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Thread: new to punkwood

  1. #1

    Default new to punkwood

    for as much as i"ve done bushcrafting i"ve never done punkwood.
    so for those who have done so here,
    could you tell me the best way to to get it going.
    and it's time once again to make some charcloth.
    that i do know how to make.
    coyotes listen to them, like children of the night what music they make.


  2. #2
    Senior Member kyratshooter's Avatar
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    First thing is that you need good punk wood. You want real soft punk and not brittle termite infested rotten crap wood.

    Raw punk will catch a spark if you have a strong steel. The advantage of using it is that it is not as delicate as char cloth and it is available in the woods as a natural substance.

    Then realize it works best when treated just like you make char cloth. Break it up into lumps the size of a .22 bullet and put it in your char tin and turn it into a soft fine charcoal. It will catch sparks just like char cloth only it will hold the spark for longer and it will not crumble into powder if you try to move or handle it.

    You will also need to throw sparks into the char punk rather than holding it against the flint and striking it like some do char cloth. Send a shower of sparks into a pile of char punk and pick up the piece that catches the spark.

    You can also bury a good sized piece of punk wood under the edge of a campfire and bake it into charcoal for your next fire.

    It is an excellent source if you are looking at more natural methods of fire starting.

    BTW, you can do the same thing with wasp nest paper. Wasp nest paper is more likely to catch a spark without being charred first too.
    Last edited by kyratshooter; 06-08-2018 at 12:17 PM.
    If you didn't bring jerky what did I just eat?

  3. #3
    Administrator Rick's Avatar
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    Just maker certain the wasps are gone before you put the nest in your possibles bag.

  4. #4

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    KYratshooter,
    When you mention sparks in your post, are you only referring to sparks from F&S? (aka Percussion Fire Ignition) I was not aware that wasp nest "paper" was a NUT. ("NUTs" is a term I coined many years ago to describe Natural Uncharred Tinders that will catch the sparks from Flint (the rock) and (high carbon) Steel, producing an ember.) Interesting.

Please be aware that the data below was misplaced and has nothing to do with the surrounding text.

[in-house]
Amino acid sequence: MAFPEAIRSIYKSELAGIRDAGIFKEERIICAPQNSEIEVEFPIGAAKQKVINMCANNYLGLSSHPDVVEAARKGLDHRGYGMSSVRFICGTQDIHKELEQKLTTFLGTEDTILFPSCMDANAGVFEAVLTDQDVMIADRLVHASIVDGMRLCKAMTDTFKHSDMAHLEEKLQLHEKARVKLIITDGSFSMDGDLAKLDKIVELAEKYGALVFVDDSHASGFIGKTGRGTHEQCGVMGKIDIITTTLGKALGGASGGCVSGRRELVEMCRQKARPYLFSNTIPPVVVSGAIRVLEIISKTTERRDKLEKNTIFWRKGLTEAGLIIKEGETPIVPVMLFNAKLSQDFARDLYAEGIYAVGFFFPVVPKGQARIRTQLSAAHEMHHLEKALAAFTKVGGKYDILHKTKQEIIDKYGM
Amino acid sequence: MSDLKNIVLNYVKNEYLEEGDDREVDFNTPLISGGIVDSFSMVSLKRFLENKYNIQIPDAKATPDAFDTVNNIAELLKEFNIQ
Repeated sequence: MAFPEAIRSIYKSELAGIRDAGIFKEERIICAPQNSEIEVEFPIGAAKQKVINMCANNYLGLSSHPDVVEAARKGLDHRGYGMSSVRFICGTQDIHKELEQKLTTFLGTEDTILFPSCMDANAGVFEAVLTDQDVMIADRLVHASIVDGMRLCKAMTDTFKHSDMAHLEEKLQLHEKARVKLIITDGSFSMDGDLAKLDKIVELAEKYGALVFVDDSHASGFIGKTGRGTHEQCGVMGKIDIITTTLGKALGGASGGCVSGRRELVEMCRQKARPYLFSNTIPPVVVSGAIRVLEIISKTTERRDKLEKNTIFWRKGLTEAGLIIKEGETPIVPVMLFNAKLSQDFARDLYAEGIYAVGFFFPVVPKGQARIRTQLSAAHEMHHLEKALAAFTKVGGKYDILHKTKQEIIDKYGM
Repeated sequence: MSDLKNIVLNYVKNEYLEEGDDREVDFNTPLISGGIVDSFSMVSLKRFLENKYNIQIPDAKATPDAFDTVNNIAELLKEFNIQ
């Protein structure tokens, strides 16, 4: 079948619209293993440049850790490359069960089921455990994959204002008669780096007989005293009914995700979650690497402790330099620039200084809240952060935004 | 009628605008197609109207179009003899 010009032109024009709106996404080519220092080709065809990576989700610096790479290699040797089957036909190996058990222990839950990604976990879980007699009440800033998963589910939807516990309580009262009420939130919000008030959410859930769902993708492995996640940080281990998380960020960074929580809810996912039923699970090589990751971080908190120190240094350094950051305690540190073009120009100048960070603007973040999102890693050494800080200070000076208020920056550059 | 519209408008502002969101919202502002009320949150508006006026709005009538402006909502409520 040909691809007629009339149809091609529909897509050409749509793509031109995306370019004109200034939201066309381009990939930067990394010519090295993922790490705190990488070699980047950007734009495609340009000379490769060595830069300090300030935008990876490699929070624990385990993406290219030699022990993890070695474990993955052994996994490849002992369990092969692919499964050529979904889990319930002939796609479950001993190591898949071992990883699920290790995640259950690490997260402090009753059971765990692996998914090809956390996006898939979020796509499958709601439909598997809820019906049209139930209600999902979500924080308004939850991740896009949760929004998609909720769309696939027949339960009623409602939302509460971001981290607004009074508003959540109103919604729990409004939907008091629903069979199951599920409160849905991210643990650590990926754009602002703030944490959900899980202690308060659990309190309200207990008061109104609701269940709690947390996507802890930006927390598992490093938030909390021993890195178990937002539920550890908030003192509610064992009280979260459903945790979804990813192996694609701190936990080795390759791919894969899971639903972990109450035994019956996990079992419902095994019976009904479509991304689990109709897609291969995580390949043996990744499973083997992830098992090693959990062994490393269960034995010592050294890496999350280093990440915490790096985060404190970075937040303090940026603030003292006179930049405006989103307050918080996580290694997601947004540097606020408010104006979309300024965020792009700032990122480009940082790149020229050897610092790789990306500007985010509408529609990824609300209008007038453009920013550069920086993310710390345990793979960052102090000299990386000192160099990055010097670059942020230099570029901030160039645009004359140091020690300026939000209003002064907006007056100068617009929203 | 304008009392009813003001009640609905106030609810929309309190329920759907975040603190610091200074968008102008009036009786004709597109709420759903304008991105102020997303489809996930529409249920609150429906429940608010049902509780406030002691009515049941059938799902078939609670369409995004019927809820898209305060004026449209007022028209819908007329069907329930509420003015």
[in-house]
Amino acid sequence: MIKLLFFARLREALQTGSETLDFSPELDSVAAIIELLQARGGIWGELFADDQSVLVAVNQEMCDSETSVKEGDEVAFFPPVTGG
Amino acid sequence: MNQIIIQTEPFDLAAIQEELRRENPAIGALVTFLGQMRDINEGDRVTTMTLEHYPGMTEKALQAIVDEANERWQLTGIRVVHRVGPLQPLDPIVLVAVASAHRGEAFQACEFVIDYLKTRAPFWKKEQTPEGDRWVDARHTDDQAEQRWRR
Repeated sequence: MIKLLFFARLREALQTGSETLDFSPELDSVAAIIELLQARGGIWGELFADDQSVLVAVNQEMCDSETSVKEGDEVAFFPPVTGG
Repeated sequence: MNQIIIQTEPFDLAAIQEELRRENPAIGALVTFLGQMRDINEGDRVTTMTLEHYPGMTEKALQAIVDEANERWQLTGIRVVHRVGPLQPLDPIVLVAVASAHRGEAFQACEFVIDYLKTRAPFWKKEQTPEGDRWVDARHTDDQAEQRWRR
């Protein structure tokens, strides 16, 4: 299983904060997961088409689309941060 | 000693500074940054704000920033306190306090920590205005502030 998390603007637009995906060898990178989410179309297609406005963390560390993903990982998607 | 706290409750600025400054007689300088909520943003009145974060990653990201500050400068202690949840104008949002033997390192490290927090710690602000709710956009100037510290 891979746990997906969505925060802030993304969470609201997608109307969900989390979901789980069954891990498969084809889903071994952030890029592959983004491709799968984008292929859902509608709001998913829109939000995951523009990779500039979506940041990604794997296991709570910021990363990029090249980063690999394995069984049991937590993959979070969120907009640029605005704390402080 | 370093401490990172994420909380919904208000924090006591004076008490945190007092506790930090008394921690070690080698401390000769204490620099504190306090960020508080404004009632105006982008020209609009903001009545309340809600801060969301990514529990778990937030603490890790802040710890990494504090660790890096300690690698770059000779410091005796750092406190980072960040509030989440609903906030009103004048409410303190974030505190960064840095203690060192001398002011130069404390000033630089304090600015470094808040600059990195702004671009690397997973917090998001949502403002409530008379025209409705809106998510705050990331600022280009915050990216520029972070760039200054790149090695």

Hayshaker/All,
    They say the Inuit have 27 words for snow. We could use about that many for punkwood! The main dichotomies begin with White Rot vs Red Rot. (Note: some refer to Red Rot as Brown Rot.) The next would be age, or degree, of rot. Hardwood vs Softwood matters as well.

    The main thing to remember about White vs Red rot is: White is for embers, Red is for smoke.

    The main thing about age is the lighter, more crumbly (easily crumbled with bare hands) and more styrofoam-like, the better it will burn. (Charred or uncharred.)

    Softwoods tend to have White Rot. Hardwoods tend to have Red.
    Last edited by Dux; 08-27-2018 at 11:47 AM.

  5. #5
    Senior Member kyratshooter's Avatar
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    I have discovered over the years that folks worry too much about the condition of their char cloth, punk wood and quality of their fire steels to no end.

    I know of one 10 year old that burned his house down using an empty Bic lighter and another that did the same with a magnifying glass.

    I have a couple of dozen high carbon steels lying around the house and any of them will start a fire using a good shard of flint and using toilet paper as tinder.

    One of my favorite things to do in fire building demonstrations during reenactments was to start a fire using a strip of cotton cloth clamped in the pan of my flintlock rifle. No char, no powder, just clamp the end of a frayed strip of cloth in the pan and snap the trigger. Works even better with a pinch of black powder added to the pan.

    During the flintlock era hardly anyone carried a F&S. That came about mostly during the percussion era, just before real matches were developed. During the flintlock era most woodsmen used their rifle to start their fires and even had a feather to shove into the touch hole so they could strike a fire using a loaded firearm.

    It worked real well with lamp wicking like you use in a kerosene lamp. Wicking also works well with a regular F&S. It is even difficult to put the ember out once it is started in the cloth.
    If you didn't bring jerky what did I just eat?

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